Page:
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Articles by B. Dhir
Total Records ( 3 ) for B. Dhir
  B. Dhir , S.A. Nasim , S. Samantary and S. Srivastava
  Accumulation of osmolytes in terrestrial plants in response to environmental stresses is well reported and information about aquatic plants is limited. Present study aimed to investigate if the aquatic weed, Salvinia natans accumulates osmolytes/compatible solutes on exposure to various heavy metals. Plants exposed to heavy metals viz. Cd, Cu, Ni, Cr, Mn, Fe, Co, Pb and Zn, were harvested after 48 h and various osmolytes including sucrose, mannitol, proline, glycine betaine and polyamines were estimated using biochemical methods. Results suggested that heavy metal stress does trigger the accumulation of osmolytes such as sucrose, mannitol and glycine betaine. In contrast proline accumulation was not observed. Studies of heavy metal stress on the endogenous levels of polyamines showed presence of free polyamines, while conjugated and bound forms were not detected. Among free polyamines, Putrescine (Put) and Spermidine (Spd) did not show significant decrease in heavy metal exposed Salvinia except Pb and Fe exposed plants. Spermine (Spm) content showed decline in heavy metal exposed Salvinia. The decrease in polyamine levels indicated their possible role in combating oxidative stress induced by heavy metals. Studies suggest that accumulation of osmolytes under heavy metal stress might help in imparting tolerance in Salvinia.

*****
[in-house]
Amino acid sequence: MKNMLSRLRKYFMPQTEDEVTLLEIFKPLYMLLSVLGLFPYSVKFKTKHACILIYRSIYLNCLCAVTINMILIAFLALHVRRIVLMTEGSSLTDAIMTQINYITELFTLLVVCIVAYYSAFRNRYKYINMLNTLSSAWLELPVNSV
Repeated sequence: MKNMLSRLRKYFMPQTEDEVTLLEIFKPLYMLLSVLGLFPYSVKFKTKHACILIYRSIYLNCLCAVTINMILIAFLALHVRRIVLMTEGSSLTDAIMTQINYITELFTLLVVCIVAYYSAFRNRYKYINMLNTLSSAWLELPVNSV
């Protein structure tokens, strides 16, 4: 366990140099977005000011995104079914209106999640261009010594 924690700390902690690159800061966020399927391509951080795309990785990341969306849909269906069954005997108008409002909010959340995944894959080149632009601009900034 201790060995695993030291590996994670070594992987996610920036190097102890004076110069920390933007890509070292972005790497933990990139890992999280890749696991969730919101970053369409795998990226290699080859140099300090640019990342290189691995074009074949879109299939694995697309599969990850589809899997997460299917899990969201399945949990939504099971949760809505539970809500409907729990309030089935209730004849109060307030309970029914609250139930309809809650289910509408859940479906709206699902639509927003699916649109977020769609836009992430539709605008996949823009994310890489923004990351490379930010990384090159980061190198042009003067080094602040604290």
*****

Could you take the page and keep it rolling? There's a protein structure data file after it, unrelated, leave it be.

B. Dhir
  Studies were conducted to assess if the sludge supplementation in soil induces stress in plants. Tomato plants variety Pusa Hybrid 2 was raised in soils supplemented with sludge in different proportions (25, 50, 75 and 100%). Measurement of morphological, physiological and biochemical indices indicated no alteration in the growth till 50%, though an inhibition in growth was noted at higher concentrations. The levels of malondialdehyde (MDA) and hydrogen peroxide (H2O2) did not show any change in comparison to control till 50% concentration. The increase in MDA and H2O2 at higher concentrations (75 and 100%) suggested the induction of oxidative stress. The accumulation of compatible solutes was evident in plants raised in soil supplemented with high proportions of sludge (75 and 100%). Studies suggested that sludge supplementation in soil promote growth in plants up to a certain concentration without inducing stress.
  B. Dhir , S.A. Nasim , S. Nafees and S. Srivastava
  In the present investigation, tomato plants irrigated with treated wastewater were evaluated for their toxicity using short term (acute) animal studies. Male wistar rats fed with tomato plants at the dosage of 150 and 300 mg kg–1 b.wt. for 14 consecutive days showed no symptoms of toxicity. Assessment of haematological parameters such as RBC, WBC, haemoglobin, platelet count showed no significant changes. Plasma and serum analysis also indicated no significant differences in parameters such as urea, AST, ALT, ALP, bilirubin in all the treatments. The present investigations suggested that short term wastewater irrigation in plants do not pose any toxicity to animals. The toxicity depends upon the level of composition of treated wastewater and its transfer to the soil and then plants. Further studies are required to assess toxic effect of long term irrigation with treated wastewater.
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